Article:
“It will be the same thing over again,” she said.
It’s a story playing out repeatedly across the Valley. Latinos, who make up 39% of California’s population, represent 59% of the coronavirus cases and 47% of the deaths.
In Fresno County, one of the few Valley counties to break down its caseloads by ethnicity, Latinos account for 60% of the deaths.
The pandemic has exposed longstanding problems in accessing healthcare among rural Latinos. About two-thirds of those dying of COVID-19 in the Fresno area also had diabetes or hypertension, according to the county’s health department.
Most farmworkers say they can’t afford treatment and don’t have insurance, according to a recent survey by the California Institute for Rural Studies.
And what happens if they get sick? Although the state has mandated up to 80 hours of paid sick leave, most farmworkers are still in the dark about it, said Nayamin Martinez, director of the Central California Environmental Justice Network.
Can California respond to Valley woes?
There’s also a political dimension to the problem. Undocumented workers are exceedingly reluctant to cooperate with government authorities or health care institutions at a time when they’re afraid of being detained by ICE agents.
“Every time you push a community further and further underground and all of a sudden expect them to be fully engaged with government, those are not realistic expectations,” said Tania Pacheco-Werner, a Fresno State sociologist.
Nonetheless, Newsom and other elected officials say they’re trying to make a difference in farmworkers’ lives.
The governor in late July announced a series of outreach and education programs aimed at farmworkers. In addition, he said the state will support a “housing for the harvest” initiative to create temporary quarantine housing at hotels and motels for infected farmworkers. The program is expected to house at least 1,000 workers in Fresno County alone.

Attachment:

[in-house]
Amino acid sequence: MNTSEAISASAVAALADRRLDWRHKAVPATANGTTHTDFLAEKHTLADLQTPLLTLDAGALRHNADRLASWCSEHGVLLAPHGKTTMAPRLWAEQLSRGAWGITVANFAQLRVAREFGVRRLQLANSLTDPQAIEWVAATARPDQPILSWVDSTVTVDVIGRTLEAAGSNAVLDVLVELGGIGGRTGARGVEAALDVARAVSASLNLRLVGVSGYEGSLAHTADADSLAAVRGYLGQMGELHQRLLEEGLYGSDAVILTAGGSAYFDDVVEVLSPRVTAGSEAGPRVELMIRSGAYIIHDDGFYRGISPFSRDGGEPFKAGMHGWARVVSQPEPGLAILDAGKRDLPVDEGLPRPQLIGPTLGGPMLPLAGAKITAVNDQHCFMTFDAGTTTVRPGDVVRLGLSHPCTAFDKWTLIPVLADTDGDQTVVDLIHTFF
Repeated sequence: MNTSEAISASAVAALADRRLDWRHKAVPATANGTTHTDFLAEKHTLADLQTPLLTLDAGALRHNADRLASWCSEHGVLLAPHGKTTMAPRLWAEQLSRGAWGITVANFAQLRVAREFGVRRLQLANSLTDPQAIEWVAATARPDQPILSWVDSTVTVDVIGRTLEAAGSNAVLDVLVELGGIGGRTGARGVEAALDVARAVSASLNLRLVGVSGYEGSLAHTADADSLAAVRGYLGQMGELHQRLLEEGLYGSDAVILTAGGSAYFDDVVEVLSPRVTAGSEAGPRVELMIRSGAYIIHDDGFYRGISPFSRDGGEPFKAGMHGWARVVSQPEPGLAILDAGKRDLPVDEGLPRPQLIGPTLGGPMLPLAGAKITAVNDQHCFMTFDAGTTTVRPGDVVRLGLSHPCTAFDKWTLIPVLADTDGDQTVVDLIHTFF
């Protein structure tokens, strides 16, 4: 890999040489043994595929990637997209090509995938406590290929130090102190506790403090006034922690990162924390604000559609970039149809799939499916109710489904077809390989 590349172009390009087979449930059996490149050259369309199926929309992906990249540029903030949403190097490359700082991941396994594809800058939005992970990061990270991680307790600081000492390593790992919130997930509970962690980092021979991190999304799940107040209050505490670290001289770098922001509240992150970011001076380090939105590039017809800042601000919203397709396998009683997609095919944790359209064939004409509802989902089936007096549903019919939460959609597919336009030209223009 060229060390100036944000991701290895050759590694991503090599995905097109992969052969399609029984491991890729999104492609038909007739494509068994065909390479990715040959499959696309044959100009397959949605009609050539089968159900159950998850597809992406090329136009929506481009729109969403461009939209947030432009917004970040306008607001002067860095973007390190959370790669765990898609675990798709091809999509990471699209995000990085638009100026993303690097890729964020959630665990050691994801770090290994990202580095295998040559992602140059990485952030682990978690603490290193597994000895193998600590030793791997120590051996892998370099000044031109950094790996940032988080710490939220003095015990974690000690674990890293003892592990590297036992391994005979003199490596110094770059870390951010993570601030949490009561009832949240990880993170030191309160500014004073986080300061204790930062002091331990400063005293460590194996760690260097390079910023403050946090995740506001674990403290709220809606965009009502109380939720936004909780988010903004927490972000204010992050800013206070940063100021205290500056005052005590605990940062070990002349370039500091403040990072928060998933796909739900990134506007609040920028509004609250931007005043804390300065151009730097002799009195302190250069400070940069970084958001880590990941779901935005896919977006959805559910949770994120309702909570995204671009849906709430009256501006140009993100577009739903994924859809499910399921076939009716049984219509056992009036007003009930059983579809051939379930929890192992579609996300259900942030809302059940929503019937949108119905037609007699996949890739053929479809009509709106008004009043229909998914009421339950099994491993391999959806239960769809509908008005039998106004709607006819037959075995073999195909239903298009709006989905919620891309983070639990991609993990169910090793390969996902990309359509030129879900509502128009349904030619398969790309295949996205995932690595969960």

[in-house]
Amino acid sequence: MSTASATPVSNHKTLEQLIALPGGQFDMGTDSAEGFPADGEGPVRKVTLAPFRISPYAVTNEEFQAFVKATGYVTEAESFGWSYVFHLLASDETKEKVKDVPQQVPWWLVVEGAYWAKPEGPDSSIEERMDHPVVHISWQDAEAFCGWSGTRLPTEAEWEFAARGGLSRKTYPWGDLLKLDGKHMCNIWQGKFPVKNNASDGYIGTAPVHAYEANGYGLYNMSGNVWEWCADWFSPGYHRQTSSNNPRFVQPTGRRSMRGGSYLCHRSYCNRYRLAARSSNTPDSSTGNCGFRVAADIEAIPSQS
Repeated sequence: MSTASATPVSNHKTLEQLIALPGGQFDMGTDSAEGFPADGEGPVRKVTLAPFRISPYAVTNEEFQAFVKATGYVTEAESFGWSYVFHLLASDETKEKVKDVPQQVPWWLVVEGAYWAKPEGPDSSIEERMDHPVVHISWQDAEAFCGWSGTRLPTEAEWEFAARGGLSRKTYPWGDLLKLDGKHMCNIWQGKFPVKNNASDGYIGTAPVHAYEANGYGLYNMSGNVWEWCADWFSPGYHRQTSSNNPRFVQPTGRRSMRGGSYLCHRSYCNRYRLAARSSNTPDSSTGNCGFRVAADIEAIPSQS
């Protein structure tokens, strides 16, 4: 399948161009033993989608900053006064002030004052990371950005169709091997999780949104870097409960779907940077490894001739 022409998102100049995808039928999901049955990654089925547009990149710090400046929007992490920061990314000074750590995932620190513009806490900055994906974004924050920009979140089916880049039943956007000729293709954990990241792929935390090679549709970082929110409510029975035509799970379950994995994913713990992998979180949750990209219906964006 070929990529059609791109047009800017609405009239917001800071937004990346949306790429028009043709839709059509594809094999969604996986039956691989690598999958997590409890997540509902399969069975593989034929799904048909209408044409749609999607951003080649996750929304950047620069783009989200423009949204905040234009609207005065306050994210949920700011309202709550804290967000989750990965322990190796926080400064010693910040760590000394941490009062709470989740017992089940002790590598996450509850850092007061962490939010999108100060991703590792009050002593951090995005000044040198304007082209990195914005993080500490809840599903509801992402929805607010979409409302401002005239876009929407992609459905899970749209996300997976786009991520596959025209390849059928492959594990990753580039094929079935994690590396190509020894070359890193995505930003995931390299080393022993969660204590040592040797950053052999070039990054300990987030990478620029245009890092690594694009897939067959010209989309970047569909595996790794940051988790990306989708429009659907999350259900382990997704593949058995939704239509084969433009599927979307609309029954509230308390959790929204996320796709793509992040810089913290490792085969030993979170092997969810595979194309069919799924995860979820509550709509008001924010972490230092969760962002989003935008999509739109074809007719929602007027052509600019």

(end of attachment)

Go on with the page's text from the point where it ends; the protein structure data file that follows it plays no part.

Meanwhile, two Democratic assemblymen, Robert Rivas of Hollister and Eduardo Garcia of Coachella, have proposed a package of bills that, among other things, would encourage more housing for farmworkers.
Their legislation would expand the California Farmworker Housing Assistance Tax Credit program.
“We must take steps to alleviate the overcrowded housing conditions that leave farmworkers and their families constantly at risk,” Rivas said in a prepared statement last month. “Once one member of these cramped households becomes infected or exposed, it is too late.”
Yet farmworker housing won’t improve overnight. Sumner, the UC Davis economist, says it tops the list of “things that are expensive to change.”
Getting farmworkers out of cramped quarters might require significant boosts in pay, Sumner said, perhaps going beyond minimum wage. “Make farmworkers rich and they’re going to live in suburban housing,” he said.
The average California farmworker makes $18,000 a year, according to the Institute for Rural Studies.
Yet there’s probably little incentive to enact big pay hikes now that the pandemic has tanked the economy. Fresno’s unemployment rate, for example, stood at 14.6% in June, more than double what it was a year ago.
When the economy was strong, Sumner said some farmworkers were able to leave agriculture for better jobs. Now those opportunities have dwindled.
“They’re back in the fields,” he said.
This article is part of the California Divide project, a collaboration among newsrooms examining income inequality and economic survival in California.